ANDALUCIA – The water level of the lakes and reservoirs in Spain, especially in western Andalucia, is approaching a critical level. The situation is now so worrying that the water board of the Guadalquivir can declare a state of emergency this month.
More than a week ago, Spanish news site, DiarioSur wrote about the disturbing water levels in the lakes of Guadiana, the Guadalquivir, and the Guadalete-Barbate. On average, the level in these lakes is about 30% lower than the usual water level.
Water level of Córdoba reservoirs is falling sharply
Around this time of year, 55% is an acceptable level of reservoirs in southern Spain. However, in the province of Córdoba, reservoirs are currently reaching just 22%. This is the lowest percentage in the past 13 years.
The Breña reservoir is one of the hardest-hit areas with barely 15% of its maximum capacity. The cause of the low water level in the reservoirs in this part of Spain is mainly due to virtually no rain.
Water level in other reservoirs also worse
The situation is not only critical in Andalucia. It is is also far from good in Valdecañas (Cáceres) and Ricobayo (Zamora). However, not all reservoirs are in a critical situation. But the figures of the 1,200 lakes that form a network are certainly a lot worse than a year ago. Last year the level of all these water reserves together was about 55%. A year on, and the level is just above 45%.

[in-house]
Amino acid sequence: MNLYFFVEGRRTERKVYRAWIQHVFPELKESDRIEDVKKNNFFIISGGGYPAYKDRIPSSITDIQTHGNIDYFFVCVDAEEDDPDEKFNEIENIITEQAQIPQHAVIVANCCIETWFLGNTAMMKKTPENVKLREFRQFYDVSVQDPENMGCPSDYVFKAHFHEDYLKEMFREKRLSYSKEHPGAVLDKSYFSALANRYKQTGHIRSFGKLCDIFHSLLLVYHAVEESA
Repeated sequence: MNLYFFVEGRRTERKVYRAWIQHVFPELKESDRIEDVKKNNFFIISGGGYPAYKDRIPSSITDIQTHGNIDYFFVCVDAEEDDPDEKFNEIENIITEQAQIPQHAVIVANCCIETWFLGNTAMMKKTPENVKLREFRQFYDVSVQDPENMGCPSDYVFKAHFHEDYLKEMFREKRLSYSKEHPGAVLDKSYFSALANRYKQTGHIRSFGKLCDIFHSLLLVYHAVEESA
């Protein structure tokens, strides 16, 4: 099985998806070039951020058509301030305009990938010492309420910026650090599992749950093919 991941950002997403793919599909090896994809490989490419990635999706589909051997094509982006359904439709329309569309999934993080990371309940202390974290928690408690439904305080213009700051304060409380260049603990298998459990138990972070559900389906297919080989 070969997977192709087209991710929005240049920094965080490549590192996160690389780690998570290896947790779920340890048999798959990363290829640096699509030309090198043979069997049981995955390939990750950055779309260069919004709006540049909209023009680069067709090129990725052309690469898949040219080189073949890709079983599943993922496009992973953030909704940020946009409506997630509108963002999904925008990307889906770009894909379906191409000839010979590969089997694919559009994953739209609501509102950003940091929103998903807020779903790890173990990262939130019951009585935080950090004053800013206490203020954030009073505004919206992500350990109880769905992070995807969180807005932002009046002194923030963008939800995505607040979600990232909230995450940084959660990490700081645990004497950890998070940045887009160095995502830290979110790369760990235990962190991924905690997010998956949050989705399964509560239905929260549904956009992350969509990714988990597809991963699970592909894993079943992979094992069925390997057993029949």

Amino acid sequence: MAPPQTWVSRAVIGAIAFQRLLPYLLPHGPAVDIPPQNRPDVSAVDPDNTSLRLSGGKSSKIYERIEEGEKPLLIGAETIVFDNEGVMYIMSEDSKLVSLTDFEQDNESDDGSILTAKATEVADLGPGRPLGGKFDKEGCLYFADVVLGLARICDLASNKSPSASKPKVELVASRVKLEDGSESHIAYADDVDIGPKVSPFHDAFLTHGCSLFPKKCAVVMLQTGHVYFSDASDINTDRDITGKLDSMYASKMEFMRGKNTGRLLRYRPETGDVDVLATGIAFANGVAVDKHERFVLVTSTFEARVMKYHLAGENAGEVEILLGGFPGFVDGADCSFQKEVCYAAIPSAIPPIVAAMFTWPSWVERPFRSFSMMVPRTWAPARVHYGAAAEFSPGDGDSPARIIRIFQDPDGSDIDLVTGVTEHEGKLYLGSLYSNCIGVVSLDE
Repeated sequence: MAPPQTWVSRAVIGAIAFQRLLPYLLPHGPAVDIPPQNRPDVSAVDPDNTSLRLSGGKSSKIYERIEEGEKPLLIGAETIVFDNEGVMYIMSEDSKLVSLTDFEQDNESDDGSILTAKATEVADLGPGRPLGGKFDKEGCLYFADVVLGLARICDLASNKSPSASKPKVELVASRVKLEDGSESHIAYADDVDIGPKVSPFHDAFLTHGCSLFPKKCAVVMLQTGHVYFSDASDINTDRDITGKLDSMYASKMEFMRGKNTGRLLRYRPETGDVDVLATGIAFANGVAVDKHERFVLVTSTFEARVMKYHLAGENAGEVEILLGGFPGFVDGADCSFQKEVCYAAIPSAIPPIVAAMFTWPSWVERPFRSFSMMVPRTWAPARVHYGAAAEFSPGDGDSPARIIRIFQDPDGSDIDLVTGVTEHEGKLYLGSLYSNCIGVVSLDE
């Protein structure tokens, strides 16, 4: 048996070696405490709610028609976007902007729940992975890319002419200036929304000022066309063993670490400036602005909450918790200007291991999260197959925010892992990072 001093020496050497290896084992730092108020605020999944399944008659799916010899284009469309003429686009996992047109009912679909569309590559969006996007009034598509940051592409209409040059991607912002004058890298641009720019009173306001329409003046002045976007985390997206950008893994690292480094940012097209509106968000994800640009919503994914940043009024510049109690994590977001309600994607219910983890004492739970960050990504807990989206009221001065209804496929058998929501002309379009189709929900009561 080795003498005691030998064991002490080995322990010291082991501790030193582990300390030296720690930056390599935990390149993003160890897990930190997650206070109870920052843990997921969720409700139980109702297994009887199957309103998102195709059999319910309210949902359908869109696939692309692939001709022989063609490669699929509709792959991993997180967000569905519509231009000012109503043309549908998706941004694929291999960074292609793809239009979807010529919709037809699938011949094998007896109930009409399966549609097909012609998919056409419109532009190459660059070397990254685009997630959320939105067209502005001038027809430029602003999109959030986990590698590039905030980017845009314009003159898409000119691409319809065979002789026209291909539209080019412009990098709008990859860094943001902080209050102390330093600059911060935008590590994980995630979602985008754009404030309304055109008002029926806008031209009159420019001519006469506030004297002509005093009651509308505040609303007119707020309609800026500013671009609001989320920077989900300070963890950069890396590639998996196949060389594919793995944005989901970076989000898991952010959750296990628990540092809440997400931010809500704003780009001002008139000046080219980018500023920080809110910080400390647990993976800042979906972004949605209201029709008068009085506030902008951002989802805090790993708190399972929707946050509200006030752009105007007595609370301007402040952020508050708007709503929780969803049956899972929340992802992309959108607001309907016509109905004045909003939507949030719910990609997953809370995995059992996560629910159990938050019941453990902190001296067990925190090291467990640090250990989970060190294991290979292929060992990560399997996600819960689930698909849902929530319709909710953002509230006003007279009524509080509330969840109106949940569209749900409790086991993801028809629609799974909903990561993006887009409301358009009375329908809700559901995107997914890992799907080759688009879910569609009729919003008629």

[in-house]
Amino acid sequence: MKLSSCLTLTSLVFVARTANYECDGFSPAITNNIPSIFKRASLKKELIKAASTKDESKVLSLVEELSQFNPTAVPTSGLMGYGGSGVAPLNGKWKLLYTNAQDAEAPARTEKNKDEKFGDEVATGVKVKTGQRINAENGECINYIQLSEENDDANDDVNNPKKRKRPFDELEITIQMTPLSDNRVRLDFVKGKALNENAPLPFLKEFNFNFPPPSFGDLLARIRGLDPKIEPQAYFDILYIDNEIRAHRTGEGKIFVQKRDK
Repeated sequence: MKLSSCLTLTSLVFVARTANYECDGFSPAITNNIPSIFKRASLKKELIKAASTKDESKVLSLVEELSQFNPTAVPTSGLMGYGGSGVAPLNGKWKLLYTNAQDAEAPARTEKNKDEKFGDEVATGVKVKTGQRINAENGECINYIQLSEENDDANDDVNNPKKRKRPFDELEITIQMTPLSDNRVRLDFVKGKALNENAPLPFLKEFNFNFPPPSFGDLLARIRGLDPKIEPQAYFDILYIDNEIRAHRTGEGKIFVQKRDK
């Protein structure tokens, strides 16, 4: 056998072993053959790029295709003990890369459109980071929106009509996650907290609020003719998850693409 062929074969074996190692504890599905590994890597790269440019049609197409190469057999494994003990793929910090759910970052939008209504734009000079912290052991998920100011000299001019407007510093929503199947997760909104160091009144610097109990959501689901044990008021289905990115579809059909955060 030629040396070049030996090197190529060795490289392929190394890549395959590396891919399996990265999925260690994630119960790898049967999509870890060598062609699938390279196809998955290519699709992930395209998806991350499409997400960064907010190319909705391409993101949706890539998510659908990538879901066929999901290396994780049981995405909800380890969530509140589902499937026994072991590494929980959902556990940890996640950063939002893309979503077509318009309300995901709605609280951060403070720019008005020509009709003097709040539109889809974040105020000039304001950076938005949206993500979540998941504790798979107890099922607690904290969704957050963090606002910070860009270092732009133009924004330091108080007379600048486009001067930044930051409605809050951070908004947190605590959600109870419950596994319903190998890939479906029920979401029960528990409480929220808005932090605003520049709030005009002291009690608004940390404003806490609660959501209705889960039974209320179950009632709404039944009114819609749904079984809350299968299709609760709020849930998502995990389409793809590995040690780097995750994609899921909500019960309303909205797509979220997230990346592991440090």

According to the Ministry of Ecological Transition, 59% of the maximum capacity of reservoirs has been considered normal in the past ten years. For Spain as a whole, this percentage is currently 14% lower. As a result, Spain can store 25% less water than the average over the past ten years. The Spanish-language article by DiarioSur shows the current situation per region in Spain using maps.
Possible state of emergency in Andalucia
The situation in Andalucia is so dire that the Confederación Hidrográfica of the Guadalquivir could declare a state of emergency. According to the Spanish news site La Sexta, the water board is currently looking at the consequences of a drought decision. Because this also has an impact on the agricultural sector, for example.